It's no secret, Tribe was the shit. I still remember the first time I heard of them--Yo! MTV Raps with Ed Lover and Doctor Dre, all day! The video was for "I Left My Wallet In El Segundo" and I knew immediately that I had to have it. I spent more than a few summer days walking the shores of Lake Bemidji and Nymore (what'up Nymore!) with a deuce-deuce of Mickey's in a paper bag, rocking People's Instinctive Travels and Paths of Rhythm or Low End Theory cassettes on my knockoff Walkman. This was well after Midnight Marauders was out on CD, but my broke ass still didn't have a CD Walkman. I had the pleasure of seeing them three different summers--Lollapalooza in '94, Smokin' Grooves in '96, and opening for the Beastie Boys on the Hello Nasty tour. You know, like, back before you were born and shit.
And let's not forget Michael Rapaport has been down with hip-hop since way back. Zebrahead anyone? Shit, that man named one of his kids after Maseo from De La Soul. It's comical to think about now, but that shit--white kids into hip-hop--was kind of controversial back in the day. And I can tell you from experience, it wasn't easy. (Shout outs to my old-school Bigfork "wiggers.") Anyone remember Chris Mullin shouting out Brand Nubian in 1990? I do.
I also remember a living room, the smell of herb hanging heavy in the air, a ridiculous amount of blunts being passed, and "Jam" from Beats, Rhymes and Life on the stereo; everyone rappin' along, "It was a Friday afternoon in the middle of June/Heineken bottle caps and the aroma of boom...Then he introduced me to that hydro smoke/I took one toke/Yo, I almost choked."
As it turns out, Cülo are actually four white dudes from Elgin, IL—technically a suburb. I have to admit: a younger, idealistically naive version of me very well may have dismissed a band based on such knowledge. Now, as a seasoned veteran of this game, I can proclaim confidently (and with only a tiny percentage of irony): the suburbs got it goin’ on! ...Read the rest of the review here.
Last Sunday we went to the Dirty Biker Motorcycle Shop for a party aptly titled, Dirty Biker Party. Billed as a "Motorcycle and Metal Show," it was a full day of music, BBQ, beer, and, of course, motorcycles. Unfortunately, the nice weather was too nice for people to not be out riding, which meant their were not as many cycles in the lot as they had hoped. But there were still a handful to check out...if you dare get near them. (Not sure if you're aware of this, but bikers can be kind of intimidating.) A total of five bands, spanning the metal spectrum, tore it up inside the shop, while various volunteers kept the grill rolling all day outside. And everything was complimentary to boot. There was a modest but enthusiastic crowd in attendance—not bad for an event in a city ripe with Memorial Day options for those not camping or on the road. We know we must have had a great time because we woke up with sore necks from headbanging and hangovers from, well, you know what causes hangovers.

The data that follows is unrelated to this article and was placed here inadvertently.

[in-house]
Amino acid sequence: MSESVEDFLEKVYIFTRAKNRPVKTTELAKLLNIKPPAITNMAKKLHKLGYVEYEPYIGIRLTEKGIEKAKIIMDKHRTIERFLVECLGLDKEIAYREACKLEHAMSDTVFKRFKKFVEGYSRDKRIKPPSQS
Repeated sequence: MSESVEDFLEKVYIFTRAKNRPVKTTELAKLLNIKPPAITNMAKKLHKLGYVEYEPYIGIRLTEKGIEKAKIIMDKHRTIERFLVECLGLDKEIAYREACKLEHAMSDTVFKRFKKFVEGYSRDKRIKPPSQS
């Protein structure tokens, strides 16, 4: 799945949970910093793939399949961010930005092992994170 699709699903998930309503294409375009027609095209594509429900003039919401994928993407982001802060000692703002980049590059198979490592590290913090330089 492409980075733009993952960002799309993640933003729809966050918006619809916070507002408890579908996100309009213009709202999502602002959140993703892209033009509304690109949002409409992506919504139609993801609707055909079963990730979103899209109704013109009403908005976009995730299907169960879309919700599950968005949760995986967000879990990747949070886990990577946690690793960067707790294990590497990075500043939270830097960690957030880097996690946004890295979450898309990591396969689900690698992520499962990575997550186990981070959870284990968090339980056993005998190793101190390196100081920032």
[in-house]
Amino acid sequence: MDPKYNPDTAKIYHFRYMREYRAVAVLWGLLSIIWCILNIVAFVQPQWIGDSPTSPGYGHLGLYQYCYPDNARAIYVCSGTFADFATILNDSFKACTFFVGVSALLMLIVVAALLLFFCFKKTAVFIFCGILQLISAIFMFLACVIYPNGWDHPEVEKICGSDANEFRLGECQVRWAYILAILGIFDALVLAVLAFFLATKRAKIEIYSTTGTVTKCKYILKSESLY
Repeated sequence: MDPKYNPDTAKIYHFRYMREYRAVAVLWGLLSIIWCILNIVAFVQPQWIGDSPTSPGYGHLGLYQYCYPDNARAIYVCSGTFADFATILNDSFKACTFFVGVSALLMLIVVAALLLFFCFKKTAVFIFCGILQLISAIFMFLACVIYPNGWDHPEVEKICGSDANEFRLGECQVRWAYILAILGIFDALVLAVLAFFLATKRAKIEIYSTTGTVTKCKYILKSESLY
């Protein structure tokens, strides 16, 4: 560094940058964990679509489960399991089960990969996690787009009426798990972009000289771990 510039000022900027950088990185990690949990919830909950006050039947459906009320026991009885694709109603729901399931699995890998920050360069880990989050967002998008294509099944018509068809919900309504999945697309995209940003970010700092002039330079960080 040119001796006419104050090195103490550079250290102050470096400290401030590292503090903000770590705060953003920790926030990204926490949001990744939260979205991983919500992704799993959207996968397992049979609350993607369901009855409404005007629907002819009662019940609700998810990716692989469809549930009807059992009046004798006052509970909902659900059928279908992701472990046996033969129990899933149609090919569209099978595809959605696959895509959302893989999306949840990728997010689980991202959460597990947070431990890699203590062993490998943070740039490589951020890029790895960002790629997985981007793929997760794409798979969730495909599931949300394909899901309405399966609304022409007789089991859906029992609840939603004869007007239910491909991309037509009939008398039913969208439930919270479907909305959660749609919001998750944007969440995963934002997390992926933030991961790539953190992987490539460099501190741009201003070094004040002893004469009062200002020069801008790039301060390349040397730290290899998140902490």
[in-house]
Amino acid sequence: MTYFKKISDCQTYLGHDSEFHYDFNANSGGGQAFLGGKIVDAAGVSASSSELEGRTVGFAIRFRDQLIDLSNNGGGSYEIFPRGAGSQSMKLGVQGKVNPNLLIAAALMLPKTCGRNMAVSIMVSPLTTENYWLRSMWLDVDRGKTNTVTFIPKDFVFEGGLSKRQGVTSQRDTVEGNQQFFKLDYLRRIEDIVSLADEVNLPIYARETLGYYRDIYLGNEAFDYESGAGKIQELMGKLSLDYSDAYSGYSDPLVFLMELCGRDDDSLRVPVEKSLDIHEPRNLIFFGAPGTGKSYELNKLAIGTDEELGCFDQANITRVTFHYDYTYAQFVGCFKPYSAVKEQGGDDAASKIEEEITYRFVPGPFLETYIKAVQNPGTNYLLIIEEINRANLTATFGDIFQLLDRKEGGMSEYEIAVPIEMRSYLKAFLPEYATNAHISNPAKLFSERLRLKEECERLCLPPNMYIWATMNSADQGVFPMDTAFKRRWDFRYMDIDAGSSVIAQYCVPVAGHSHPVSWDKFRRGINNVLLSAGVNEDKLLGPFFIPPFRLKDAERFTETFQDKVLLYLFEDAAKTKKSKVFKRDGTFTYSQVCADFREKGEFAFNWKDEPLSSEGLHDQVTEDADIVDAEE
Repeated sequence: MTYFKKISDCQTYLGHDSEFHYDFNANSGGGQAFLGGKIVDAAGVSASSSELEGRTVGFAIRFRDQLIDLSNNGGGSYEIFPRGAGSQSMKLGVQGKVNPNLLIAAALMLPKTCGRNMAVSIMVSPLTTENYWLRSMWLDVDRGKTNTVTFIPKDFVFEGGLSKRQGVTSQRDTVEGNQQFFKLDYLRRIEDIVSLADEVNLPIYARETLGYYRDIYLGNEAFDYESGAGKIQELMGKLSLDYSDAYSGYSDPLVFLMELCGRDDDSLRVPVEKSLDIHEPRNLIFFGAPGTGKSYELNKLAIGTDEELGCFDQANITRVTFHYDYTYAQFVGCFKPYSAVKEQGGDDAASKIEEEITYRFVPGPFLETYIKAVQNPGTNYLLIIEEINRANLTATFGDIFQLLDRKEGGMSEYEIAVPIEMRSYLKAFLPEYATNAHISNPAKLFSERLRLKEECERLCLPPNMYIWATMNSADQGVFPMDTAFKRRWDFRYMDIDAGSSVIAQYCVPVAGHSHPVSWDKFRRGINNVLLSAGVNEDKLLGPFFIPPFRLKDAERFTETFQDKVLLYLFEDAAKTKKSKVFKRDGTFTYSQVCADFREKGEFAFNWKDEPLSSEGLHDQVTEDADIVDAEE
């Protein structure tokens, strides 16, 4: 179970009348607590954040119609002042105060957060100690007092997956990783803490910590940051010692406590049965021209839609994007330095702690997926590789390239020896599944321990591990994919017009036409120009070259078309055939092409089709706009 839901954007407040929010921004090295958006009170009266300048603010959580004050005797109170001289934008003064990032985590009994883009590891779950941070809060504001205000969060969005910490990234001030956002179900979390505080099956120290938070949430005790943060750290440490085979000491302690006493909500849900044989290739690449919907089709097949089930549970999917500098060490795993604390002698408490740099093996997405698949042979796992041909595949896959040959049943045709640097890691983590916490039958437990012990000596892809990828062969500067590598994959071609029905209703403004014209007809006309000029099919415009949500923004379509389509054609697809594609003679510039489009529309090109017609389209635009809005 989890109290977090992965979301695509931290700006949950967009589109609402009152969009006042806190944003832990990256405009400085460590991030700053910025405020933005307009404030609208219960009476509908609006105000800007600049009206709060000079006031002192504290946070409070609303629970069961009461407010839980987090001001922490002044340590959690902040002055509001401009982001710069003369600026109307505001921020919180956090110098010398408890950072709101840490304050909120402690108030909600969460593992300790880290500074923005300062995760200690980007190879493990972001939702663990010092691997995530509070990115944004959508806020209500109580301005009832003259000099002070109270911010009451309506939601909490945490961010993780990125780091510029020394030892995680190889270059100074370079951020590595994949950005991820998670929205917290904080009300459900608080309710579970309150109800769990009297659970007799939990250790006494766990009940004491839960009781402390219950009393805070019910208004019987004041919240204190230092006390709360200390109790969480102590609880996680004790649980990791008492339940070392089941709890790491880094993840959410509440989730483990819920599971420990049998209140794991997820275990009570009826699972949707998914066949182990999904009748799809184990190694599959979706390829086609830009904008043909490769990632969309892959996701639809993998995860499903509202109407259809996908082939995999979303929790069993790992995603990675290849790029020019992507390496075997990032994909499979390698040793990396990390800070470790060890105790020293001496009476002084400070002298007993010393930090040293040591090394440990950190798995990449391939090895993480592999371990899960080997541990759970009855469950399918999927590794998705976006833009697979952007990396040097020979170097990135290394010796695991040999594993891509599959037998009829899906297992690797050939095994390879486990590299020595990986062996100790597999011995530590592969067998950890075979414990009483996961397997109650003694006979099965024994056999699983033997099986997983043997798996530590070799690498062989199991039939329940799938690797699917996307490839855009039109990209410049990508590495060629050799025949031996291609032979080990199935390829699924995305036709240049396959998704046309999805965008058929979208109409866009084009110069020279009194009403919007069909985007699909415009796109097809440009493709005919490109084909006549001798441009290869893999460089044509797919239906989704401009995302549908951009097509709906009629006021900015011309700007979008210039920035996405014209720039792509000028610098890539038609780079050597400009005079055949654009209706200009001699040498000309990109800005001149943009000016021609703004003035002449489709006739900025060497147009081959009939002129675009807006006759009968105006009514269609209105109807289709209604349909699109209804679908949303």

We got a chance to catch up with Jason Austin, owner and operator, of the upstart Dirty Biker Motorcycles, to chat about the shop and the party...
HDD: Tell me a little bit about Dirty Biker. You’re a new shop—when did you start?
Jason Austin: We opened up shop in the spring of 2011.
What’s your deal? Like, what services and/or products do you offer?
We specialize in service/repairs for all Harley Davidson, American V-Twin custom motorcycles and select import bobbers and choppers. We also buy and sell new and used parts for these types of bikes. We will also do motorcycle apparel. As well, we do house calls for motorcycle services and simple repair, and towing, detailing, storage, and consignment sales of motorcycles.
How did you come up with the idea for the party this past weekend? What inspired that?
It came from a vision I continually get when I look in my parking lot—it screams, "If you throw it, they will come.” I have all this space; I may as well use it. This shop is more than just a business to me—it’s about building off of the local art and music scene and incorporating it into the motorcycle scene. And I guess the party was me making a move on that.
Nice. We look at our bicycles as pieces of art—the way people personalize their fixies and whatnot. Motorcycles—especially customs—are pieces of art too.
I think of these bikes as art that people are building in their homes or garages. I like being a part of that scene. It’s where I get the inspiration to build myself a custom bobber or chopper.
The party was a success, wouldn’t you say? Both kegs were killed and all the food was gone by the time the last band finished up.
The party was success in my mind even if there were more cars in the lot than motorcycles. The people that were here thoroughly enjoyed themselves and were appreciative of what I am trying to do down here.
I assume you look forward to having more events like this one.
I plan on having another party real soon. I want to do some art shows as well. Dirty Biker is not just a motorcycle shop to me—it’s an art gallery, it’s a music venue, and it’s a place to both give and receive inspiration.
Dirty Biker Motorcycle Shop 1117 Washington Ave S (Next to Grumpy's) Minneapolis, MN
Shop Hours: Mon - Sat, 11am-7pm during the riding season.